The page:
Bob Dylan’s Former Townhouse In Harlem Hits The Market For $3.7 Million

Dripping in original oak details, Bob Dylan’s told home has increased in value by 6 times since he sold it in 2000.

By Jeff Vasishta March 3, 2017
Images courtesy of Corcoran

While most celebrities and the nouveau riche are just discovering gentrified Harlem, rock star Bob Dylan lived there when it was very different from today. In all fairness, Dylan probably didn’t spend much of the year there due to his non-stop touring schedule and homes in other places, but the stunning townhouse he once owned on Striver’s Row is now for sale for $3.7 million.

Related:Harlem And Beyond Is On Fire As Buyers Look For More Affordable Properties

Images on the Corcoran website show a stunning property laden with unpainted oak and dripping with original details. The early 1900’s townhouse is located at 265 West 139th Street. The listing, which was first reported on 6sqft, was designed, along with others, on the row by the firm of McKim Mead & White.

The current owners stand to make out well on the home. They purchased it from the enigmatic and reclusive rock star in 2000 for $560,000—which, back then, was considered pricey. The fact that it has now listed at over six times its last sale price shows just how the times-they-are-changin’ in Harlem.

RelatedTop Five Properties For Sale In Harlem For Under Half A Million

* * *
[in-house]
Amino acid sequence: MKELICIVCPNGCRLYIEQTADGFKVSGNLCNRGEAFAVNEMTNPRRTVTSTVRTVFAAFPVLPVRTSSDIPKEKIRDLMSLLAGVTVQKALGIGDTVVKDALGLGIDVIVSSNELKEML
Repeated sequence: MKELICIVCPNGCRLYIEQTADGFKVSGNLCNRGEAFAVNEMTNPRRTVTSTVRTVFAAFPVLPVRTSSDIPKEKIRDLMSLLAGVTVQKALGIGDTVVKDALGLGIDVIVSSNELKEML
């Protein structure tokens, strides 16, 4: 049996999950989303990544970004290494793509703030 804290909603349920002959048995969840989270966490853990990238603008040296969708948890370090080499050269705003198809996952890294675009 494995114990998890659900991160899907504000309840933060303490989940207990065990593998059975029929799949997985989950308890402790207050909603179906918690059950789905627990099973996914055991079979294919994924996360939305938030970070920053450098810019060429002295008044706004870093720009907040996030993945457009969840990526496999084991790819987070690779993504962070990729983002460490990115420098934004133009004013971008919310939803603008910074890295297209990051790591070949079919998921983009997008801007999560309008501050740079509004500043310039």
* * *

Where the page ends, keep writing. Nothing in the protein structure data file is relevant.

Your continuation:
In fact, an area, which could have once been called desolation row, is Striver’s Row in more than just name. Many restored and renovated townhouses in Harlem are inching up towards the $3 and $4 million mark a search in the New York Times shows. A four bedroom, four bathroom property at 34 Hamilton Terrace in Hamilton Heights is listed for $3,650,000. A multi-unit townhouse at 175 West 126th Street is on the market for $2,675,000, and another nearby at 142 West 123rd—for $2,900,000.

The boon in property prices has also been a boon for entertainment in Harlem, which in Dylan’s 14 year spell was sorely lacking. Now developers and property owners have invested money on bringing jazz and soul food back to Harlem. While many decry that only the wealthy can now afford to live there, had Dylan foresaw the new Harlem Renaissance taking place musically, surely he would have taken shelter from the storm and stuck around a while longer.


Jeff Vasishta



Jeff is a writer, husband and father but not necessarily in that order. As a music journalist he counts Prince, Beyonce and Quincy Jones amongst those he’s interviewed. He's also owned and flipped homes in Brooklyn, NJ, CT and PA.

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